The men and women who serve our country in uniform too often endure debilitating mental, physical, and emotional difficulties after their service has ended. Within the continuing discussion about veteran’s healthcare, the most commonly diagnosed disability is often relatively overlooked: Tinnitus and hearing loss.
Veterans are 30% more likely than non-veterans to suffer from severe hearing impairment, even when occupation and age are factored in. Even though service-related hearing loss has been reported going back to the second World War, the numbers are even more dramatic for military personnel who served more recently. Recent veterans, who are also, generally, among the youngest former service members, are four times more likely than non-veterans to deal with severe hearing impairment.
Why Are Service Personnel at Greater Risk For Hearing Impairment?
Two words: Noise exposure. Certainly, some occupations are noisier than others. For instance, a librarian will be working in a rather quiet environment. The sound level that they would usually be exposed to would be from 30dB (a whisper) to 60 dB (normal conversation).
At the other end of the sonic scale, for civilians at least, let’s say you’re a construction worker, and you work on a job site that’s in the city. Background noises you would sporadically hear, such as the siren of an emergency vehicle (120dB), or continuously, like heavy city traffic, are hazardous to your hearing. Research has revealed that construction equipment noise, anything from power tools to bulldozers, exposes workers to sounds louder than 85 dB.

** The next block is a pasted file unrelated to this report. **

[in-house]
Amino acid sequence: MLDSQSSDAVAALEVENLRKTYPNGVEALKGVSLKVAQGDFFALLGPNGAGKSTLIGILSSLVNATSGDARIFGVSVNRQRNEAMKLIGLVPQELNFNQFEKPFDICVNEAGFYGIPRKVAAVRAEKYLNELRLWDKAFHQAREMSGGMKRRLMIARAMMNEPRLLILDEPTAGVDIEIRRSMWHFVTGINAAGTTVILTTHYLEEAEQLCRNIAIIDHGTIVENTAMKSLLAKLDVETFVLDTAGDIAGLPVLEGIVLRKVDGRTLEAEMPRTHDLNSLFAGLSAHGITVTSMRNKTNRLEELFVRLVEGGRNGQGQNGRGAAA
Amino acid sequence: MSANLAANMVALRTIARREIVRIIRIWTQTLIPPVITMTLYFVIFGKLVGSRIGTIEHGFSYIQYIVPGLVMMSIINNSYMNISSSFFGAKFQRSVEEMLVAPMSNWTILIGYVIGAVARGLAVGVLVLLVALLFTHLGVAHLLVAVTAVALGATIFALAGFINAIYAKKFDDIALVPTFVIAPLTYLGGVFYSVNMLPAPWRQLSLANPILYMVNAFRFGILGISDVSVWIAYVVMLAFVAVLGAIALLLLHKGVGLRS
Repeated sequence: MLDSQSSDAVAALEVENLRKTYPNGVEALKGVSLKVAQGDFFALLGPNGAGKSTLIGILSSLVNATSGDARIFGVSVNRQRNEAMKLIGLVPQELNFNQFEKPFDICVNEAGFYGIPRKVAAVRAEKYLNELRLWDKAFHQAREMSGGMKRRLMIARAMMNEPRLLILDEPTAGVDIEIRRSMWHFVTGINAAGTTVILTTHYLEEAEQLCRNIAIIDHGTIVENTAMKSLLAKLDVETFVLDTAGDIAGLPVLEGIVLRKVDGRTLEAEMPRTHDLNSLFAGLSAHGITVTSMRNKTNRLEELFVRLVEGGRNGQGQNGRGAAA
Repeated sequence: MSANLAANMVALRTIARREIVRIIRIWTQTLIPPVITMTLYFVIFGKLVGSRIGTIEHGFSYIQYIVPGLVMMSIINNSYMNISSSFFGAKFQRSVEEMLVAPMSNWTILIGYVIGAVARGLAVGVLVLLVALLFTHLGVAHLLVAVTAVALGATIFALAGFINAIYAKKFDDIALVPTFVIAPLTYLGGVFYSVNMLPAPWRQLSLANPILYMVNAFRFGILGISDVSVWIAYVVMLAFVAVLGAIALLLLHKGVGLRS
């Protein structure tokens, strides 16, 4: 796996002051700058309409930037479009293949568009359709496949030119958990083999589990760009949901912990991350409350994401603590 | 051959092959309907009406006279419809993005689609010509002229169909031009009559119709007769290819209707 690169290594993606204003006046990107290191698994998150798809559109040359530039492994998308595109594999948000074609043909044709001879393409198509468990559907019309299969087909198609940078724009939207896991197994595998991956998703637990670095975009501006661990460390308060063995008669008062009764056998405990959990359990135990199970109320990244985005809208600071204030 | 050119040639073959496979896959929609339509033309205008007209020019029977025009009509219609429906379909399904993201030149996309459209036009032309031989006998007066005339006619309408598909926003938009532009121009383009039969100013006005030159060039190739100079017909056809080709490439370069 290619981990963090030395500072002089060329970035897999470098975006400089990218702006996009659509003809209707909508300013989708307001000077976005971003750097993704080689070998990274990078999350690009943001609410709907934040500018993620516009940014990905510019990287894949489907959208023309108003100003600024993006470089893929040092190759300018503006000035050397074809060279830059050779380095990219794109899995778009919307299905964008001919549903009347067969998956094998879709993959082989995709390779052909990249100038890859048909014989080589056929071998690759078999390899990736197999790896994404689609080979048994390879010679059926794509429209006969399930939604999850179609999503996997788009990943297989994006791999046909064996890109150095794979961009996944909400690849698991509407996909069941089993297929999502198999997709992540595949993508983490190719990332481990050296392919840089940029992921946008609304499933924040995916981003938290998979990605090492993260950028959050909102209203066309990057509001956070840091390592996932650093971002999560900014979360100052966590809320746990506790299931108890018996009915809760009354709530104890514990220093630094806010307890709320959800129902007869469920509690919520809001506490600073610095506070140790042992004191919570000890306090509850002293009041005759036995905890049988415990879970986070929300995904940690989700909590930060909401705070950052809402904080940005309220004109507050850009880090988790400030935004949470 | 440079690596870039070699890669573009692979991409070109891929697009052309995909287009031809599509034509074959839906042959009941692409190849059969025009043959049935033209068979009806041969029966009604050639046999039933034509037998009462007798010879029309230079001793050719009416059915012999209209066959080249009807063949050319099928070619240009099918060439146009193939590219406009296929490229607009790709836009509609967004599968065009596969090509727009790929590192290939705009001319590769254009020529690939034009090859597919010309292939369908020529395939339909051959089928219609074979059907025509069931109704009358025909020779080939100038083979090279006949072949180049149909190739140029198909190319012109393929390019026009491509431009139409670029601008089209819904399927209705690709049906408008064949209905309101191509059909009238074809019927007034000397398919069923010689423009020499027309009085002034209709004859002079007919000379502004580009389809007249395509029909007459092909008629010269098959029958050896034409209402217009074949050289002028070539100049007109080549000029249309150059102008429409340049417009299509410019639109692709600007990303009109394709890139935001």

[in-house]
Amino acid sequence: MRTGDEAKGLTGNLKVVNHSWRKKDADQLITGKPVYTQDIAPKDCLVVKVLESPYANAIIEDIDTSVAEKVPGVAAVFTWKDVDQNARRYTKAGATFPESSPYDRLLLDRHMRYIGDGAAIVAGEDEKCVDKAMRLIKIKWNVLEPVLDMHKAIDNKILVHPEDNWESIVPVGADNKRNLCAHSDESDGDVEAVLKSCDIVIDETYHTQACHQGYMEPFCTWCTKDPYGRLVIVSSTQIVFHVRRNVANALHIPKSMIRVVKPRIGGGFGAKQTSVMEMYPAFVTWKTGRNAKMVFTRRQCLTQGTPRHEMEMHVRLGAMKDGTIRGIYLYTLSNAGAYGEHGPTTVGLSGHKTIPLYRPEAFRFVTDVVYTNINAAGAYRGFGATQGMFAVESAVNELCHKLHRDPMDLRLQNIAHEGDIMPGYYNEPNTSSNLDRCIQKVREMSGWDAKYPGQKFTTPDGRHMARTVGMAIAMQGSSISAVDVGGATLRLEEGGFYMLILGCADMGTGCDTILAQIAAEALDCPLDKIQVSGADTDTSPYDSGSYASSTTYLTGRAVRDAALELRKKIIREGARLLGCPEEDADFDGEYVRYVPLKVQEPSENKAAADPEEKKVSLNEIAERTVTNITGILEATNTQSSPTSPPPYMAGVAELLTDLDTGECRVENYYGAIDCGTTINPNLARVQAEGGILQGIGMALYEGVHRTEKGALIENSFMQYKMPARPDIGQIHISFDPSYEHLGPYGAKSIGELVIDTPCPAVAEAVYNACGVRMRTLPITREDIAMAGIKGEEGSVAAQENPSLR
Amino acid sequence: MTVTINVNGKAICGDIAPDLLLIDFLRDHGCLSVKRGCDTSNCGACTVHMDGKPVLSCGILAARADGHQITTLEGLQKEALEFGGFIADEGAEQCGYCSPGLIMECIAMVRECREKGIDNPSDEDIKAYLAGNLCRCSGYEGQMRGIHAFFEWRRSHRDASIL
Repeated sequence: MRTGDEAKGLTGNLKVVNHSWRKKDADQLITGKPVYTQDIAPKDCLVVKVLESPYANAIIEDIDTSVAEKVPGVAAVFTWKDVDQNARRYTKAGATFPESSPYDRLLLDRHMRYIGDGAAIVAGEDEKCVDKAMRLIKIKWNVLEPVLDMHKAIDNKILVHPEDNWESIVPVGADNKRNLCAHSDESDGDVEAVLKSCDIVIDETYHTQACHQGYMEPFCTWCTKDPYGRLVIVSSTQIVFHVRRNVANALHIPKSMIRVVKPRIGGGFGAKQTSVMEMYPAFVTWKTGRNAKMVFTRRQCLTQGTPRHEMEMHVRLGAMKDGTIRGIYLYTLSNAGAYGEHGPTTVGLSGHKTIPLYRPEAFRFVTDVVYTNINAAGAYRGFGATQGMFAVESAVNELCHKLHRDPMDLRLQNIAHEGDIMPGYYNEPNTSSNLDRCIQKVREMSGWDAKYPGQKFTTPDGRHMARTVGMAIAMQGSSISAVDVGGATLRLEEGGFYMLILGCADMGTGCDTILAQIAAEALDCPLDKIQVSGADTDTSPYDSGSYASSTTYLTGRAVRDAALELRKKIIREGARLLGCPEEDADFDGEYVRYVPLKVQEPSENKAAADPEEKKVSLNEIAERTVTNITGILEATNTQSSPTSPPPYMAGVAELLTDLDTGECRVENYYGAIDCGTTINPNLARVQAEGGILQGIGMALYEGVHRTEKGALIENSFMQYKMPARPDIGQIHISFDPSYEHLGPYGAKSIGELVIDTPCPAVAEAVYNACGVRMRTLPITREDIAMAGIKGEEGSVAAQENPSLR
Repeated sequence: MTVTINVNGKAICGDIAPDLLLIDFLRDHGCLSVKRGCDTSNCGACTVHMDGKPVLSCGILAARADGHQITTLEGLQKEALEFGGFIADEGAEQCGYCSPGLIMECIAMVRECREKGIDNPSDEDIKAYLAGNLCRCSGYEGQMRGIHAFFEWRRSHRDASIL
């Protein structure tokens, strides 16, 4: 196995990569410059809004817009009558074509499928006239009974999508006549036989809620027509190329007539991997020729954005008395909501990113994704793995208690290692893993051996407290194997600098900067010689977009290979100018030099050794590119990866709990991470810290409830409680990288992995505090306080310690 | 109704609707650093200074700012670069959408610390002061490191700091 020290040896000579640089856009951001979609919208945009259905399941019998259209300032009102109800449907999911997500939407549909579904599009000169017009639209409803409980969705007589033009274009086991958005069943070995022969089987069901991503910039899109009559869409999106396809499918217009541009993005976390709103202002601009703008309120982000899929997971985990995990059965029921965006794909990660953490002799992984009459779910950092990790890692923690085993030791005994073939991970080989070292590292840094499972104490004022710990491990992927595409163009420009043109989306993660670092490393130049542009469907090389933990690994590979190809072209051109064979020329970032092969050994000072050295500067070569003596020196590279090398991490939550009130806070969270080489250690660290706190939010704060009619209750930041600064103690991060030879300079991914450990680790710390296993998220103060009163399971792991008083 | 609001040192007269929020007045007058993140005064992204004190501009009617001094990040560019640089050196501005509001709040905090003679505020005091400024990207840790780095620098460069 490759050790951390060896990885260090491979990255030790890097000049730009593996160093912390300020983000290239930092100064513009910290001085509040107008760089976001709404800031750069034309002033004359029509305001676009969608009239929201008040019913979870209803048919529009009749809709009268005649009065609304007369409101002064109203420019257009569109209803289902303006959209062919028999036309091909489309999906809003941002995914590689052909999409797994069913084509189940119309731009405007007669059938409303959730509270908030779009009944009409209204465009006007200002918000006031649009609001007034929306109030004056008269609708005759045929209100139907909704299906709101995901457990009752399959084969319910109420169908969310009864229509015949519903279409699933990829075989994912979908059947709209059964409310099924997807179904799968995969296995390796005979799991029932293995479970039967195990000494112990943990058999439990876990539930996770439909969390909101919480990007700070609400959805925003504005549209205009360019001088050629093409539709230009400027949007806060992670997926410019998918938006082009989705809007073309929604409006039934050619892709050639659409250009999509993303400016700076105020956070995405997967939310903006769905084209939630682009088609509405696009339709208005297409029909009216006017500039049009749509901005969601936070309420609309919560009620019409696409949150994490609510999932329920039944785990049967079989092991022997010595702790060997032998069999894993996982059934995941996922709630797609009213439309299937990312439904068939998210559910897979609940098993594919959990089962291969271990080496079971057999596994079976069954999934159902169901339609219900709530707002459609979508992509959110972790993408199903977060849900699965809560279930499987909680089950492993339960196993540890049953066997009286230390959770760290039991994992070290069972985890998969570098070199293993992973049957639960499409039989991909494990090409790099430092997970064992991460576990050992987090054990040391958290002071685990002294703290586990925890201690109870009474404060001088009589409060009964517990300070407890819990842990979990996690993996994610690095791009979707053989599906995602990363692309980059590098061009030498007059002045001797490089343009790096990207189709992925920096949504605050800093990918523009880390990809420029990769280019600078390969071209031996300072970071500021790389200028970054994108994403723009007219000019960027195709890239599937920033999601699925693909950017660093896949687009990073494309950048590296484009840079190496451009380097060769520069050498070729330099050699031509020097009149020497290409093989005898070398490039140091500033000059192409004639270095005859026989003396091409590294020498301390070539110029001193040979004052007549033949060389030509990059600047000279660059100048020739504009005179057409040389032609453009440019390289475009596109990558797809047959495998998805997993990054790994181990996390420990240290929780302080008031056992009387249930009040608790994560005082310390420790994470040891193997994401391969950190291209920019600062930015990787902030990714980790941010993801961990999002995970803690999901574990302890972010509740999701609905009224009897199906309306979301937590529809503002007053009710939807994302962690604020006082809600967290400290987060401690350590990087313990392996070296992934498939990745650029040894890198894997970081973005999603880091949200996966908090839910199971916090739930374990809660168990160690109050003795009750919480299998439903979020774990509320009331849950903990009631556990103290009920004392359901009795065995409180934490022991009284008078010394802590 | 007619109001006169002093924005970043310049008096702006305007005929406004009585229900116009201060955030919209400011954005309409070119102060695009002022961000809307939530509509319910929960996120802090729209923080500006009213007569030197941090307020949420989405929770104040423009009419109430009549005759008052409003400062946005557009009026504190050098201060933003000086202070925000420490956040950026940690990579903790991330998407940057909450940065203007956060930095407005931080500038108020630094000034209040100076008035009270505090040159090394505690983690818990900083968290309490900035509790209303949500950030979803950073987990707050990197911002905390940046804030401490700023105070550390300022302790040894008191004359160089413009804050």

Construction sites are undoubtedly loud, but people in the military are constantly exposed to noise that is a lot louder. In combat scenarios, troops are subjected to gunfire (150 dB), grenades (158 dB), and heavy artillery (180 dB). And it isn’t quiet at military bases either. On the deck of an aircraft carrier, sound levels can go from 130-160 dB; engine rooms may be indoors (and not have jets taking off), but they’re still incredibly loud. Noise levels for aviators are high too, with helicopters on the low end (around 95-100 dB) and the majority of jets and other aircraft going over 100 dB. Another worry: One study discovered that exposure to some types of jet fuel appears to cause hearing loss by disrupting auditory processing.
And as a 2015 study of hearing loss among military personnel adeptly highlights, for the men and women who serve our country, it’s not a choice, it’s a duty. In order to complete a mission or execute day to day activities, they have to deal with noise exposure. And even though hearing protection is standard issue, lots of the sounds just outlined are so loud that even the best-performing hearing protection is not enough.
What Can Veterans do to Treat Hearing Loss?
Even though hearing loss due to noise exposure is irreversible, the impairment can be alleviated with hearing aids. The most prevalent type of hearing loss among veterans is a diminished ability to hear high-pitch sounds, but this form of hearing loss can be remedied with specialized hearing aids. Tinnitus is often a symptom of another health problem and although it can’t be cured, there are also treatment options for it.
In serving our country, veterans have already made lots of sacrifices. Hearing shouldn’t have to be one of them.